Hughes/MD Helicopter 520N

The MacDonald-Douglas MD 520N helicopter is part of a family of light utility helicopters with a revolutionary design. The dispensed with a conventional anti-torque tail rotor in favor of the Hughes/McDonnell Douglas developed NOTAR system. This helicopter was spotted in the Turks and Caicos Islands and the photos are posted here for your delight.

The MacDonald-Douglas MD 520N helicopter is part of a family of light utility helicopters which includes the MD 500E, and MD 530F. One was spotted in Providenciales for the first time, and as usual, I worked my camera and did some digging on the principle of operation.

The MD 520N was launched in January 1989, first flew May 1, 1990 and was awarded certification on September 13, 1991.
The MD 520N introduced a revolutionary advance in helicopter design being dispensed with a conventional anti-torque tail rotor in favor of the NOTAR system. I’ve reproduced Wikipedia’s explanation of the principle of operation.
How NOTAR System Works
First of all, the name is an acronym derived from the phrase no tail rotor. The system uses a fan inside the tailboom to build a high volume of low-pressure air, which exits through two slots and creates a boundary layer flow of air along the tailboom utilizing the Coandă effect. The boundary layer changes the direction of airflow around the tailboom, creating thrust opposite the motion imparted to the fuselage by the torque effect of the main rotor. Directional yaw control is gained through a vented, rotating drum at the end of the tailboom, called the direct jet thruster. Advocates believe the system offers quieter and safer operation.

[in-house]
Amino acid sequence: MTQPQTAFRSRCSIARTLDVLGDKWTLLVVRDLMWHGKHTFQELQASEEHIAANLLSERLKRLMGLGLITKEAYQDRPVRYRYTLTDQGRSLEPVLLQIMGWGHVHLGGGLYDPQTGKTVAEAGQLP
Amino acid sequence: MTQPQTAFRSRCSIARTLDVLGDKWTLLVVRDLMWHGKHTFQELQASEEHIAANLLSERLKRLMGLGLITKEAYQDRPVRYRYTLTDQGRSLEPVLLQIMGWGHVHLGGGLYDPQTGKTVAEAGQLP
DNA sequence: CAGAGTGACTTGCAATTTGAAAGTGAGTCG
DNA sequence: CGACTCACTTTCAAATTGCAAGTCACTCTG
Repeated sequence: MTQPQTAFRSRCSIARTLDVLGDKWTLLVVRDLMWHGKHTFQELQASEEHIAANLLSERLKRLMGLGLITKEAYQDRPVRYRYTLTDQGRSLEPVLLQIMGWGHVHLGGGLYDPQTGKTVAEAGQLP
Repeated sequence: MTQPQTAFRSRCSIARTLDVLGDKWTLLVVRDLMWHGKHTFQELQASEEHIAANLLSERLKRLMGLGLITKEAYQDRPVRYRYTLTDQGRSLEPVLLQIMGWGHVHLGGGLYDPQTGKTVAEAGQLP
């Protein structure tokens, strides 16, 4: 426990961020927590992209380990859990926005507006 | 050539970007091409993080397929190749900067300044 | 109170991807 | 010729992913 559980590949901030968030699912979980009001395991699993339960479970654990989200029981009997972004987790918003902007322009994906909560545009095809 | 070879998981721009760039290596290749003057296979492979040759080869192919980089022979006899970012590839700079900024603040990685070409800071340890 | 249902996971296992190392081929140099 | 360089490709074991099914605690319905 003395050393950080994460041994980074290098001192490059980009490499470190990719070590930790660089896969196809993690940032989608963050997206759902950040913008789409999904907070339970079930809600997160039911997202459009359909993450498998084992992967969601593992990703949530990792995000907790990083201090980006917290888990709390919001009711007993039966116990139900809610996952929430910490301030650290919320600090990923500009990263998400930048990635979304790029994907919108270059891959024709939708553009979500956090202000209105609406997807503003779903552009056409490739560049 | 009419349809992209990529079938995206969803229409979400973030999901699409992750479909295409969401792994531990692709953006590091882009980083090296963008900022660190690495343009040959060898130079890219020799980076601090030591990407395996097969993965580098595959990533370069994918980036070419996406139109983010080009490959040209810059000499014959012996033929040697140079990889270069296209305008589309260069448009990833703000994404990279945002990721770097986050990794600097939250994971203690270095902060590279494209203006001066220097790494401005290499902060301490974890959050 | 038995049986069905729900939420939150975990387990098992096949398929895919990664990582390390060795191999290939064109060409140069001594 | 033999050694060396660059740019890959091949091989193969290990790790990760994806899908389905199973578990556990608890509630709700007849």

The Coandă effect is a result of entrainment of ambient fluid around the fluid jet. When a nearby wall does not allow the surrounding fluid to be pulled inwards towards the jet (i.e. to be entrained), the jet moves towards the wall instead. The fluid of the jet and the surrounding fluid should be essentially the same substance (a gas jet into a body of gas or a liquid jet into a body of liquid). In one application, a jet of air is blown over the upper surface of an airfoil, which can have a strong influence on the overall lift, especially at high angles of attack when the flow would otherwise separate (stall).

  1. Air intake
  2. Variable pitch fan
  3. Tail boom with Coanda Slots
  4. Vertical stabilizers
  5. Direct jet thruster
  6. Downwash
  7. Circulation control tailboom cross-section
  8. Anti-torque lift

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About Wayne Farley

I am Wayne, a career air traffic controller with over 30 years of industry experience. Engage me while I share my thoughts, experience, and news from around the aviation world. A post titled “13 Characteristics of an Air Traffic Controller” written in 2010 went viral and established me as the unofficial ambassador of ATC.

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